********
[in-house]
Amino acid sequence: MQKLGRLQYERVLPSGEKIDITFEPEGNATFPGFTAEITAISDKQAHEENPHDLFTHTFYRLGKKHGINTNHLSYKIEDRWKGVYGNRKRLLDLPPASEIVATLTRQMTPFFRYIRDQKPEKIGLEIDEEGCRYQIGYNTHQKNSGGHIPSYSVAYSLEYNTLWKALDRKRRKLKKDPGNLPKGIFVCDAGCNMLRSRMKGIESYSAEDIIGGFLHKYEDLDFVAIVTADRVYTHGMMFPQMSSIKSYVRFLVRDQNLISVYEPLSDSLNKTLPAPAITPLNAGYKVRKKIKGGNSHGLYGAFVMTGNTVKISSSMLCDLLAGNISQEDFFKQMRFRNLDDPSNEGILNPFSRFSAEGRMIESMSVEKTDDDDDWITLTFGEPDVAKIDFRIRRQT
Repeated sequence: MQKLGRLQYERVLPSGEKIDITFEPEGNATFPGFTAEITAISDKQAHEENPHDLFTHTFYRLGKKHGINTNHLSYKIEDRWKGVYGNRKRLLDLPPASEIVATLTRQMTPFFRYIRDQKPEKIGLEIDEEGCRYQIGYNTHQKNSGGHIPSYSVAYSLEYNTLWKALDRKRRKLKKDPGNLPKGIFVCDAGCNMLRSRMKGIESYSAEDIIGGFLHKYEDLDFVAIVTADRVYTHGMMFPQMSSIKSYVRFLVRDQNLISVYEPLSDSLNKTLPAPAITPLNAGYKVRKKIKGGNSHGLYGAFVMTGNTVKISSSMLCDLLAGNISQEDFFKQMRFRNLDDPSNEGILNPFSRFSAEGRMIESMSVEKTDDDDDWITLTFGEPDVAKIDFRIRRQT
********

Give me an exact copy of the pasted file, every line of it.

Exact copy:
[in-house]
Amino acid sequence: MQKLGRLQYERVLPSGEKIDITFEPEGNATFPGFTAEITAISDKQAHEENPHDLFTHTFYRLGKKHGINTNHLSYKIEDRWKGVYGNRKRLLDLPPASEIVATLTRQMTPFFRYIRDQKPEKIGLEIDEEGCRYQIGYNTHQKNSGGHIPSYSVAYSLEYNTLWKALDRKRRKLKKDPGNLPKGIFVCDAGCNMLRSRMKGIESYSAEDIIGGFLHKYEDLDFVAIVTADRVYTHGMMFPQMSSIKSYVRFLVRDQNLISVYEPLSDSLNKTLPAPAITPLNAGYKVRKKIKGGNSHGLYGAFVMTGNTVKISSSMLCDLLAGNISQEDFFKQMRFRNLDDPSNEGILNPFSRFSAEGRMIESMSVEKTDDDDDWITLTFGEPDVAKIDFRIRRQT
Repeated sequence: MQKLGRLQYERVLPSGEKIDITFEPEGNATFPGFTAEITAISDKQAHEENPHDLFTHTFYRLGKKHGINTNHLSYKIEDRWKGVYGNRKRLLDLPPASEIVATLTRQMTPFFRYIRDQKPEKIGLEIDEEGCRYQIGYNTHQKNSGGHIPSYSVAYSLEYNTLWKALDRKRRKLKKDPGNLPKGIFVCDAGCNMLRSRMKGIESYSAEDIIGGFLHKYEDLDFVAIVTADRVYTHGMMFPQMSSIKSYVRFLVRDQNLISVYEPLSDSLNKTLPAPAITPLNAGYKVRKKIKGGNSHGLYGAFVMTGNTVKISSSMLCDLLAGNISQEDFFKQMRFRNLDDPSNEGILNPFSRFSAEGRMIESMSVEKTDDDDDWITLTFGEPDVAKIDFRIRRQT